Sen. Gary Stevens said this week his bill to create a huge state game refuge around and to the north and west of Iliamna Lake and name it after former Gov. Jay Hammond was not meant to impede Northern Dynasty Mines’ proposed Pebble Project.
However, a spokesman for Northern Dynasty Mines Inc., the company that hopes to build a gold-copper-molybdenum mine northwest of Iliamna, said its initial assessment of the Senate Bill 67 suggests it could foreclose any opportunity for mineral development across an area of thousands of square miles of resource-rich territory.
SB 67 would designate all surface and subsurface land and water owned or acquired in the future by the state within the hydrographic boundaries of the Kvichak and Nushagak-Mulchatna River drainages as the Jay Hammond State Game Refuge.
The proposed refuge (about 7.7 million acres) would be bordered by Lake Clark National Park and Reserve to the east, Katmai National Park and Preserve to the south, and Wood-Tikchik State Park to the west.
Game refuge regulations likely would be reflected in permit requirements for the mine. Restrictions might go much further, a company official said Friday.
Sean Magee, vice president of public affairs for NDM, said he believed the catalyst for Stevens’ bill was the effort by those bent on stopping the project and denying it a fair hearing.
“The implications for resource and economic development is very considerable,” Magee said. “The Lake and Peninsula Borough is very concerned because (the bill) could restrict land transfers.
“Village corporations and Native corporations, mining interests, oil and gas interests, all sorts of interests could be significantly impacted by the bill.”
“The idea was not meant to be an end run to stop Pebble,” Stevens said in an interview Wednesday. “It is meant to make sure habitat is taken into consideration.”
Stevens said those he’s talked to, people he said were in positions to look carefully at NDM’s applications, have said there were “plenty of safety measures.”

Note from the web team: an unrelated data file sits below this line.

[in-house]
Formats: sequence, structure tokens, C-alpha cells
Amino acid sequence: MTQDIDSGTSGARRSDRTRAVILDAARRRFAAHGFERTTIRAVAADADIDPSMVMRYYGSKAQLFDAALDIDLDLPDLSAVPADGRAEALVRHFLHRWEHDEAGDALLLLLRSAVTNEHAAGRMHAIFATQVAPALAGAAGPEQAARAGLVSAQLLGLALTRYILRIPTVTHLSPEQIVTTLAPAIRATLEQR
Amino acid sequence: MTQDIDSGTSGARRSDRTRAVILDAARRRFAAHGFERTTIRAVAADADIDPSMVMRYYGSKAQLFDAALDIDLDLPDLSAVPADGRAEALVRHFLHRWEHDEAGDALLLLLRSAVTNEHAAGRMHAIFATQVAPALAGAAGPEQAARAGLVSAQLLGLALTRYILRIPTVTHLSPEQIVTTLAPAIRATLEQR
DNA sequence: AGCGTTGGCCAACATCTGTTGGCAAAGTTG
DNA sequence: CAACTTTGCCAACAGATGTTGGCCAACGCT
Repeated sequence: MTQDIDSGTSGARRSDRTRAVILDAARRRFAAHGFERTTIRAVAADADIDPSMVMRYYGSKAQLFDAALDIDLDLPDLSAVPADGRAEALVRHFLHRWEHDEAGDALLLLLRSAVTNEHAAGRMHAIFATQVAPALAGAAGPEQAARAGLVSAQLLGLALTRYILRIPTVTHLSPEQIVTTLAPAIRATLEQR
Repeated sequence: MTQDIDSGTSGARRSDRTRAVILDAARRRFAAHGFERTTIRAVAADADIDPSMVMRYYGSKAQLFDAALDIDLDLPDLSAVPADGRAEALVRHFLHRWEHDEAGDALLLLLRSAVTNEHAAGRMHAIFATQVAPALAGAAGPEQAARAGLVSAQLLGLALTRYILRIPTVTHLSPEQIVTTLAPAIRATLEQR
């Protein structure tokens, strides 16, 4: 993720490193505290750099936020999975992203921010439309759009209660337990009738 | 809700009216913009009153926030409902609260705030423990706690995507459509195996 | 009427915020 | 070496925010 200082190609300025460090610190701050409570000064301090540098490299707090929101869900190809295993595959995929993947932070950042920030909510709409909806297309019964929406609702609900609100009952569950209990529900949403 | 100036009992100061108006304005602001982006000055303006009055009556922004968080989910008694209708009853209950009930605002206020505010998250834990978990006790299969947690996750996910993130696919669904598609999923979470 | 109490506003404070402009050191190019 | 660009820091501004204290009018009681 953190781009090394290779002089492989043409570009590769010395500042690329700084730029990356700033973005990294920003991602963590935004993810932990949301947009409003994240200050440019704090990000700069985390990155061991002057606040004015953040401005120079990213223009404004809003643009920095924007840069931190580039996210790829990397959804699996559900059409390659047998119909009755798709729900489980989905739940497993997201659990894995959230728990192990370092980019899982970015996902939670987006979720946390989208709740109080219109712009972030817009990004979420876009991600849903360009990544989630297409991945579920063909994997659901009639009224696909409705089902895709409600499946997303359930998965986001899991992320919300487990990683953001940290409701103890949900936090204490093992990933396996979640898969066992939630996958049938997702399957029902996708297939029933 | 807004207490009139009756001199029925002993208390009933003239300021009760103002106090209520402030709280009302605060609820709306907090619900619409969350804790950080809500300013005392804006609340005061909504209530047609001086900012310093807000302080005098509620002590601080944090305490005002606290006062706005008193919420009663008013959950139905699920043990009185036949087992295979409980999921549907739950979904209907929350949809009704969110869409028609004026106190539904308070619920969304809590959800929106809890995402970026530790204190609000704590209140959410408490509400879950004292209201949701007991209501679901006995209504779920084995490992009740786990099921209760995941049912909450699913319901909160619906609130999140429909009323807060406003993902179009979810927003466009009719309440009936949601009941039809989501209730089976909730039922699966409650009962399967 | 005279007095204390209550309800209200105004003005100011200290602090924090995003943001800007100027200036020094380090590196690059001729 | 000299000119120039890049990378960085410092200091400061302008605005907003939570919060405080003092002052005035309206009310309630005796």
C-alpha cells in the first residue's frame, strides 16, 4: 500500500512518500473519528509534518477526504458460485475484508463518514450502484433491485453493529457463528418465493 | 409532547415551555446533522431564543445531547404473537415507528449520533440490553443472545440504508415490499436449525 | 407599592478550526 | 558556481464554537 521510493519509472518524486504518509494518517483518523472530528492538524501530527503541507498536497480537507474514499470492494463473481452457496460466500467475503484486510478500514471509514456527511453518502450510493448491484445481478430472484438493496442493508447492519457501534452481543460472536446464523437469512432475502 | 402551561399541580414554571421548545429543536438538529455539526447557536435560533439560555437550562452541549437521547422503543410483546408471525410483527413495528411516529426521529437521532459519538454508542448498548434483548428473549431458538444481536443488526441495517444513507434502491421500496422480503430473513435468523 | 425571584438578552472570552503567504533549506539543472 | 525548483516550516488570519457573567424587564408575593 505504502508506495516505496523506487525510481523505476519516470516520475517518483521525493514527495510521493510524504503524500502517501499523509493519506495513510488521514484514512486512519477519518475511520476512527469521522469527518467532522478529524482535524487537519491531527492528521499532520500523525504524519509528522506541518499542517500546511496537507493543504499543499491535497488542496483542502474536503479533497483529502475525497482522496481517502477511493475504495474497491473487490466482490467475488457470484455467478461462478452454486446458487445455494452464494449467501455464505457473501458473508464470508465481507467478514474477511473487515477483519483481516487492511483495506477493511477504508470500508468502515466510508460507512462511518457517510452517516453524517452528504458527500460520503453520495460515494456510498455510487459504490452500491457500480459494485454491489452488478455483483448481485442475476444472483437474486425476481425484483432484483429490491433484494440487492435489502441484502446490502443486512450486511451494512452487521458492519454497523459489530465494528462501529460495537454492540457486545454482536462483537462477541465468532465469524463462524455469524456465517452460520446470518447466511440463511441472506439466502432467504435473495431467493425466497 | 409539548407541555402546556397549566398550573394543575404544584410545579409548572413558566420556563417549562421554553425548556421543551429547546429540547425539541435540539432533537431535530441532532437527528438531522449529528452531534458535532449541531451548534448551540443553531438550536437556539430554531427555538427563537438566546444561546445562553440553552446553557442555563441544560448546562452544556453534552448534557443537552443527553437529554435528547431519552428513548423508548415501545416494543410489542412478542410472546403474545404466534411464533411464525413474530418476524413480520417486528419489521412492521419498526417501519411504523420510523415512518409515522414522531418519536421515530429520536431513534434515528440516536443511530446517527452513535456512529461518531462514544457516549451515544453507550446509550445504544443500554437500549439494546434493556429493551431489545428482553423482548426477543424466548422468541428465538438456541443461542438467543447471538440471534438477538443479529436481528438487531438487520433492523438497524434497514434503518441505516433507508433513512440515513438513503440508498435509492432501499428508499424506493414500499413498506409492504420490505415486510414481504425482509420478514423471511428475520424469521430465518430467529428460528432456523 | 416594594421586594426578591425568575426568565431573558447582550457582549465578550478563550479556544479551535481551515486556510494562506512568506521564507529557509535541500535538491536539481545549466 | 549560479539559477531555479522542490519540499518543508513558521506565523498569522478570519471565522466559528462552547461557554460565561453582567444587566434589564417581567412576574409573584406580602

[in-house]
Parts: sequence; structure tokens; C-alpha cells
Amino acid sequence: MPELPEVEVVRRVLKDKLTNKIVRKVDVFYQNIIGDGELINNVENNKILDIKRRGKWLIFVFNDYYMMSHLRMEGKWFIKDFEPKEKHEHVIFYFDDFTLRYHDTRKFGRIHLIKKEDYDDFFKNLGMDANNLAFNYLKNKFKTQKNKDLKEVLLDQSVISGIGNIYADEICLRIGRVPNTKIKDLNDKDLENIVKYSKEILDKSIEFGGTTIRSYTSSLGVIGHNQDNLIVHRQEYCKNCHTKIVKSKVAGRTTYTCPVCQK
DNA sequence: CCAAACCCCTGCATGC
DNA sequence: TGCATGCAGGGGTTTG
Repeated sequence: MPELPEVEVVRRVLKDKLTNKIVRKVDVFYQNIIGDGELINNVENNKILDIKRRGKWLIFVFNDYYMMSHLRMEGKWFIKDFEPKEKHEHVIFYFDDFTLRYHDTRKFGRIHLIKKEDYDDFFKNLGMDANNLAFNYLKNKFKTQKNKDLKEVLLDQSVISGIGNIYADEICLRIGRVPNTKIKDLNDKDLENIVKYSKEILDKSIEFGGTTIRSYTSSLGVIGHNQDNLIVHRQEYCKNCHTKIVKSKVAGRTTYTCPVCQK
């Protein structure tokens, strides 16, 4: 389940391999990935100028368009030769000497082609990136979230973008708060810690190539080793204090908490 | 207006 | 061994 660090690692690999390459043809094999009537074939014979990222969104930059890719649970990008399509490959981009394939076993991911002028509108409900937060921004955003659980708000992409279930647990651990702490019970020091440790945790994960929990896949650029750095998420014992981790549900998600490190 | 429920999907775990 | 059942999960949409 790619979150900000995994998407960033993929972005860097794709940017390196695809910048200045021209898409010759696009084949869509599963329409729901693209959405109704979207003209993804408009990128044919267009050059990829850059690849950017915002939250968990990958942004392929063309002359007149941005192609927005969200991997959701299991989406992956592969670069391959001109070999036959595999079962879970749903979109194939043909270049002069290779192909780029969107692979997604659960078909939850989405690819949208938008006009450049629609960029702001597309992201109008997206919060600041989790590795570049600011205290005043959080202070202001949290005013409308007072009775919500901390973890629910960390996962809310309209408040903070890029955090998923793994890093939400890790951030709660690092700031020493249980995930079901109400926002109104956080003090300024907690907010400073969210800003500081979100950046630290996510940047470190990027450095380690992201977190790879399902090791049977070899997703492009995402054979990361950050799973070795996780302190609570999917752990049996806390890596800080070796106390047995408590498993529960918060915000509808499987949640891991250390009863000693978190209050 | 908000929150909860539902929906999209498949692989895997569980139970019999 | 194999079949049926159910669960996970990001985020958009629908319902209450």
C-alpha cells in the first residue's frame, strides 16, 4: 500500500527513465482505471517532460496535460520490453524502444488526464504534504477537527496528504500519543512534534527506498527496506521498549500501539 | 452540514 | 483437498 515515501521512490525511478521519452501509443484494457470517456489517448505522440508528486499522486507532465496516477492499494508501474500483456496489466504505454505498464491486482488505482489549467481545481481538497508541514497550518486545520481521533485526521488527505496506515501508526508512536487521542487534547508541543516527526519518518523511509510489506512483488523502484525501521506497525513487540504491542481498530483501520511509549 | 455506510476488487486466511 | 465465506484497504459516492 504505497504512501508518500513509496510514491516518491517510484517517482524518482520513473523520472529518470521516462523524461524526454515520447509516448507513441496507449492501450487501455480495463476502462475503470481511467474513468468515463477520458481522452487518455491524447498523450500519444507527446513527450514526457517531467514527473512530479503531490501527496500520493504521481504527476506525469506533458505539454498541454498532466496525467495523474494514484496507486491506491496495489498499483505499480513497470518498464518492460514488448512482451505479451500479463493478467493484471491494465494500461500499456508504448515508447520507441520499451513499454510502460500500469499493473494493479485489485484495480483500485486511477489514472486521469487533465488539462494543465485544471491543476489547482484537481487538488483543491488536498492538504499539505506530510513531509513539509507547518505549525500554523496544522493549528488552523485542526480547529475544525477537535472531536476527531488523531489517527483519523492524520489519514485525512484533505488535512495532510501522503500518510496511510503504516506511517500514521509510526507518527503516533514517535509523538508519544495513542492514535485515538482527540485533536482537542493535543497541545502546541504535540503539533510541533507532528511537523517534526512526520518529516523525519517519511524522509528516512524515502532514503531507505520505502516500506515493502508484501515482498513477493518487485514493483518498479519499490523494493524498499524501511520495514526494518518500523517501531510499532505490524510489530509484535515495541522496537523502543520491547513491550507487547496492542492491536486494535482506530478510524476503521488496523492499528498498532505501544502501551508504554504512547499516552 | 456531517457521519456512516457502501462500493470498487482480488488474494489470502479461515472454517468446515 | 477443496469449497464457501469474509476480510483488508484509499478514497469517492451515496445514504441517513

“But there is nothing wrong with ensuring the fish get every protection possible,” Stevens said. “The hope is, in a perfect world, that we could make use of these enormous resources of gold and copper while also protecting the salmon resource.”
Stevens said he had nothing against the mining industry but said many residents in the Lake and Peninsula Borough and elsewhere see advantages and disadvantages to building the mine.
“If we have to err, we have to err on the side of no damage to the salmon industry,” he said.
The Jay Hammond refuge would be managed as a state refuge for the protection of the habitat of salmon, trout, caribou, brown bear and other fish and wildlife species, according to the bill.
It also would be established to protect public use of fish and wildlife, “particularly subsistence, commercial and recreational fishing, hunting, trapping, viewing and general public recreation in a high quality environment. Other uses would be allowed provided they were not incompatible with the above primary uses, the bill states.
One provision would close land and water within the refuge to mineral entry. Another, however, says “valid allotment applications” would not be impaired or altered if filed before the bill’s effective date, should it become law. Steven’s aide Doug Letch said that second provision would apply to NDM’s Pebble project.
Magee said the assessment of the bill had only just begun, but it wasn’t clear exactly what was meant by the term “mineral entry.”
Elsewhere, SB 67 provides that sales of state land and water within the refuge would require legislative approval, and industrial waste could not be stored nor water discharged within the refuge that did not meet water quality standards for fish.
The storage issue also is problematic for NDM, Magee said.
“It is likely that tailings would be considered industrial waste,” he said. “You can’t develop a mine without storing tailings.”
That provision could present problems not only for mines, but also oil and gas development, perhaps even fish processing plants, he said.
The bill also would bar the state from taking private land within the refuge by eminent domain. Access to and from private land within the refuge would be permitted through designated corridors by agreement with the Alaska Department of Fish and Game. A citizens’ advisory committee would be established to work with Fish and Game to manage the refuge.
Stevens said he has requested a public hearing for the bill by the Senate Resources Committee and expects that hearing to be held within the next couple of weeks.
“That should be interesting,” he said. “It will bring out people on both sides and address concerns.”
Magee said NDM officials likely will participate.
The hearing will be teleconferenced, he said.
Hal Spence can be reached at firstname.lastname@example.org.
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